I'm just down the road a bit in Macon. Yes, lightening is one of the Achilles heels of these beasts.
In Macon we have the Ocmulgee Indian Mounds which is either a state or national park Ancient Indians built these mounds, one of which I would say is about four stories or higher. They recently bought a robotic lawn mower designed to mow steep inclines sometimes using a tether rope. I believe it's made in Denmark, is gasoline powered and operated by direct remote control. The only draw-back to this model is it's $38,000.
Since I have no garage, my unit is covered up with a tarp and plastic, as you know, because of the endless rain we're having.
On the first docking board, the insurance paid for the replacement as it was a really bad strike taking out 13k of stuff in the house. The second one, I never screwed into the base so that I could disconnect it when a storm was approaching. However, the wind blew it over and laying upsidedown, like a turtle on its back, rain water gathered in it and shorted it out.
A local electronics store looked at the board and said it couldn't be repaired because the short went through both sides of the board. So, if in the future, someone has a similar problem but the problem doesn't burn through the board, it might be possible to repair the docking station board.
The next problem--when the rain stops--is cleaning a bit of corrosion off the board where the power connectors come in. I fear once I get that down that I'll be replacing the rightside motor. Took it to a local machine shop to have new pinon gears pressed on. I don't think he knew how to do it as now that one motor will turn only with great effort. Oh, well, it's a soap opera but a learning experience. I'm getting to the point now I can almost create a troubleshooting diagram.
--- In RoboMower@yahoogroups.com, "TinaP" <tinapropes@...> wrote:
> Hi Rann,
> Being in Atlanta all three of my docking boards have been destroyed by lightning. One of them so bad that all of the capacitors were actually blown off the board. On all three I replaced the power supply with a 32V power supply from an HP printer and they all charge fine. I just plug the perimeter switch in behind the docking station so my RL-1000's still return to base after they are finished cutting.
> Good Luck,
> --- In RoboMower@yahoogroups.com, "rann_georgia" <southbound03@> wrote:
> > Your question about charging gave me a great idea.
> > A couple of years ago the base docking charging/transmitter board shorted out but the charger, I assume, is still good. I bought the indoor charger, just ran the cord out of a shed and use a perimeter switch.
> > Having now become intimate with the workings of this machine since I've taken it apart, I see no reason why I can't hook that outdoor charger up to the charging metal bars on the original docking station.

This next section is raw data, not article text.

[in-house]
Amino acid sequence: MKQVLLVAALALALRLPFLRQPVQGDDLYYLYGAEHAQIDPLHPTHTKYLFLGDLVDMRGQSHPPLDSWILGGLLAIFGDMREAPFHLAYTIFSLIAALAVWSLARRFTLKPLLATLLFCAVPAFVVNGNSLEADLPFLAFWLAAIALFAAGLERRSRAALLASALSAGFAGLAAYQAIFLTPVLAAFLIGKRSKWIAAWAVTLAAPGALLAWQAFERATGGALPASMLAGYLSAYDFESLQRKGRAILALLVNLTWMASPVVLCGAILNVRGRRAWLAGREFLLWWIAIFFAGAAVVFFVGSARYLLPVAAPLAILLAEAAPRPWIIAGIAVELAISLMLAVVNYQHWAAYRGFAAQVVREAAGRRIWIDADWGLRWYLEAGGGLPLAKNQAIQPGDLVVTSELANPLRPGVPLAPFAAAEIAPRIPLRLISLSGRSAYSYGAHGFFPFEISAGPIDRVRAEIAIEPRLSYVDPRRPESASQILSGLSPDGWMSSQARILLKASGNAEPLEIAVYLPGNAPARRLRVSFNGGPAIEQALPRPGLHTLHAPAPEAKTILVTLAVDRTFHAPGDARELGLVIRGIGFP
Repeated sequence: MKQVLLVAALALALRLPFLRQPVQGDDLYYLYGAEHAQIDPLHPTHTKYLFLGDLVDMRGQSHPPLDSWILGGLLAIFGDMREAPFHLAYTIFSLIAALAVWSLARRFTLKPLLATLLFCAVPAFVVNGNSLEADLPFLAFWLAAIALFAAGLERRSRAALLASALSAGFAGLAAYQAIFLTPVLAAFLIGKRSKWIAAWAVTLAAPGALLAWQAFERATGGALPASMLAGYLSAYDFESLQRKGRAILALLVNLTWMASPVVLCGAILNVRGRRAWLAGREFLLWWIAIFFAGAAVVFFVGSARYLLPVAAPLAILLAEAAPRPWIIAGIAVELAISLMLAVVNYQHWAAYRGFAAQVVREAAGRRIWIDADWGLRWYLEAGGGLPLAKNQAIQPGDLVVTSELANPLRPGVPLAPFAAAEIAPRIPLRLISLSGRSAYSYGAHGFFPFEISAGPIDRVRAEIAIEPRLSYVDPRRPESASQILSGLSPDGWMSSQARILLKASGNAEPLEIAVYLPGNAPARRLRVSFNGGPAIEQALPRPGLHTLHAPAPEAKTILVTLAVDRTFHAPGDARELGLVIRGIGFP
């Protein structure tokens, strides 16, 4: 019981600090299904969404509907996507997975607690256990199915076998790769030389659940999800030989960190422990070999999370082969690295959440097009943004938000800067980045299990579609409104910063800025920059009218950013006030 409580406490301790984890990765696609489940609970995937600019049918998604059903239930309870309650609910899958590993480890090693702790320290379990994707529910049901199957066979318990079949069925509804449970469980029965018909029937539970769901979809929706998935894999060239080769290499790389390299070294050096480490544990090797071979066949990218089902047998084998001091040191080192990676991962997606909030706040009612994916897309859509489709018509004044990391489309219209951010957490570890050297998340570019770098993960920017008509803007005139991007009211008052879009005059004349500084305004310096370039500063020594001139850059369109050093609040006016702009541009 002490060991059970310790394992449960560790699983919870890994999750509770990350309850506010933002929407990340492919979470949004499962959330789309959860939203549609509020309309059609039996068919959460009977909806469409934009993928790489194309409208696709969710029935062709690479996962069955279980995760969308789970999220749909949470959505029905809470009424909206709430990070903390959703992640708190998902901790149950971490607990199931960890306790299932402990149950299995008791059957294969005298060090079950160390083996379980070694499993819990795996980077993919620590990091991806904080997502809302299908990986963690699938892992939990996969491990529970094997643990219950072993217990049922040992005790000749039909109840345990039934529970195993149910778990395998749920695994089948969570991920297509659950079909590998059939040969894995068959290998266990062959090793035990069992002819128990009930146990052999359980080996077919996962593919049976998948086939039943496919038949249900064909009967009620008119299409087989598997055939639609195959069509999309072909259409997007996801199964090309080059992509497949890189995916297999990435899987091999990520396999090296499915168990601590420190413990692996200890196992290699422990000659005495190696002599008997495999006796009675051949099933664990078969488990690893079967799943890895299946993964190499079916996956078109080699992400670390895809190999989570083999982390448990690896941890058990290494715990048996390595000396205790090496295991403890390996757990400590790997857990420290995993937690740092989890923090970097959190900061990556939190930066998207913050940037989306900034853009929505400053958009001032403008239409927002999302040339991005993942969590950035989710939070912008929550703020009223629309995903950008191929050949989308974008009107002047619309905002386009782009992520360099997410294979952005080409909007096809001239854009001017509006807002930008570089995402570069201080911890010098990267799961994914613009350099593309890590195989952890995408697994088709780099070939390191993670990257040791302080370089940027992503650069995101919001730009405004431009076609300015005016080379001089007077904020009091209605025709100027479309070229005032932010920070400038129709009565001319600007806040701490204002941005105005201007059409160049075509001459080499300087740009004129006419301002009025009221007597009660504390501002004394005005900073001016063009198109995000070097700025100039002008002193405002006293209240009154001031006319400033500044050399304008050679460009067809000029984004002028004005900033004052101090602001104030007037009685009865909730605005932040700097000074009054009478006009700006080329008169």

> > From looking at the board that both the indoor charger hooks into and the docking station charger which are the same, the unit shouldn't notice that the docking station board has been fried.
> > --- In RoboMower@yahoogroups.com, Lee Hart <leeahart@> wrote:
> > >
> > > Lee Hart wrote:
> > > >> The Robomower comes with a dumb old constant-voltage type charger...
> > >
> > > Visti wrote:
> > > > This is not quite my experience. I did measure charging of my first RL1000 for 16 hours. This is the result.
> > > > http://f1.grp.yahoofs.com/v1/MI8MUtIxo6J__9YXUJay7moHgbdvBUgZQgQU-8hSKLS1Ns8Y5yk-IyRyRUPxSRW5VtMMkzU0h5o8r7Gs58KteCOgQdStYdfnZP9xQ6Q/RL1000%20charging.GIF (you can find it in the files section).
> > > > It is now running every day on its 7th season using the original batteries.
> > > > I never exhaust the batteries. Mowing time is 1 hour 40 minutes and has been since day one.
> > >
> > > Hi Visti,
> > >
> > > Your link didn't work for me, so I can't see your data. Perhaps your
> > > RL1000 has a different charger?
> > >
> > > I have an RL850. I measured the stock charger voltage: It delivered
> > > about 3.5 amps peak at the start of the charging cycle, which tapered
> > > down as the battery voltage rose. It ended up at 27.6v, which is 13.8v
> > > per 12v battery at the end of the charge cycle. There was no
> > > equalization step; it appeared to be a simple current limited constant
> > > voltage charger.
> > >
> > > My present charger charges at 4 amps until the battery reaches 14.7v;
> > > then it holds it at 14.7v until the current falls to 200ma; then it
> > > switches to 13.5v float. The 14.7v equalization step, and lower float
> > > voltage step helps the life of AGMs.
> > > --
> > > In life's great adventures, keep in mind thy cause.
> > > Be neither moved by critics, nor multitude's applause.
> > > -- Nasreddin
> > > --
> > > Lee A. Hart, http://www.sunrise-ev.com/LeesEVs.htm
> > >